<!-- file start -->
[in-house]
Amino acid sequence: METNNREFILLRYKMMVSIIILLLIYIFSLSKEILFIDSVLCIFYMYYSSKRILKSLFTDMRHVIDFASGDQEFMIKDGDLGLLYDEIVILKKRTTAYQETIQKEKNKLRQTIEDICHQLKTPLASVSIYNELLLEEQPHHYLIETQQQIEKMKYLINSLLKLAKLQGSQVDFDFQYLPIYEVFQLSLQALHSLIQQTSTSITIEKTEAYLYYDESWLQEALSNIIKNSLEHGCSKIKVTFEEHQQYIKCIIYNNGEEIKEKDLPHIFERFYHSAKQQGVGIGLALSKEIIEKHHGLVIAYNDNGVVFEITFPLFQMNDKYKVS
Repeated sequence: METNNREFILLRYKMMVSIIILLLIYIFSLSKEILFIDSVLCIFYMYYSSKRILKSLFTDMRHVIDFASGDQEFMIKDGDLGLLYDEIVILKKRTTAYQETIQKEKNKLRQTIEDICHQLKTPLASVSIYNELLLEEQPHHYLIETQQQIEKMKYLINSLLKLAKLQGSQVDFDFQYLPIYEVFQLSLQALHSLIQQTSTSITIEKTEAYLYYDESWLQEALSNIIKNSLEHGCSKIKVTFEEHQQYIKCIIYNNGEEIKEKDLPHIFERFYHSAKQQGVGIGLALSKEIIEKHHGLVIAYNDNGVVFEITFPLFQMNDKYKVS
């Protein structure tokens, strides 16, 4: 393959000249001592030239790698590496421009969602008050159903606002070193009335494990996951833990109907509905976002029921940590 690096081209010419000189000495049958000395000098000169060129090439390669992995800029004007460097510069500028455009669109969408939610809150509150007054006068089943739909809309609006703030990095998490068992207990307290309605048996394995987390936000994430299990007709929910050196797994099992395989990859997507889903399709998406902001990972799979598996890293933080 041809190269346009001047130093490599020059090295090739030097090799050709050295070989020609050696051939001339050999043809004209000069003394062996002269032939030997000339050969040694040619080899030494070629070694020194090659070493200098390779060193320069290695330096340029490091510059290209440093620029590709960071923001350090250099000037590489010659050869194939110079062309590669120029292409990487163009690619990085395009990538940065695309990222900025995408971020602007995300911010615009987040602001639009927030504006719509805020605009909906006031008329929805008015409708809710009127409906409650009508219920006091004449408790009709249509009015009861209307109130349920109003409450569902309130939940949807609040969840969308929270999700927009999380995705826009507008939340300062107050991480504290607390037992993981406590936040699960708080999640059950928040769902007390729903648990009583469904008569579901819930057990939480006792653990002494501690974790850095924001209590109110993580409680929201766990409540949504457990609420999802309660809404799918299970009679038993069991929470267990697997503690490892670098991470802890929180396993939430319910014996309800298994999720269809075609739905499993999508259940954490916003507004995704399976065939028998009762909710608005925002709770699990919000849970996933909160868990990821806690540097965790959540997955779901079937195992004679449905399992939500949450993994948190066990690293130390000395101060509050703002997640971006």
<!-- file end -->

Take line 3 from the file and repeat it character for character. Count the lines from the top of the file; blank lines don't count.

Repeated sequence: METNNREFILLRYKMMVSIIILLLIYIFSLSKEILFIDSVLCIFYMYYSSKRILKSLFTDMRHVIDFASGDQEFMIKDGDLGLLYDEIVILKKRTTAYQETIQKEKNKLRQTIEDICHQLKTPLASVSIYNELLLEEQPHHYLIETQQQIEKMKYLINSLLKLAKLQGSQVDFDFQYLPIYEVFQLSLQALHSLIQQTSTSITIEKTEAYLYYDESWLQEALSNIIKNSLEHGCSKIKVTFEEHQQYIKCIIYNNGEEIKEKDLPHIFERFYHSAKQQGVGIGLALSKEIIEKHHGLVIAYNDNGVVFEITFPLFQMNDKYKVS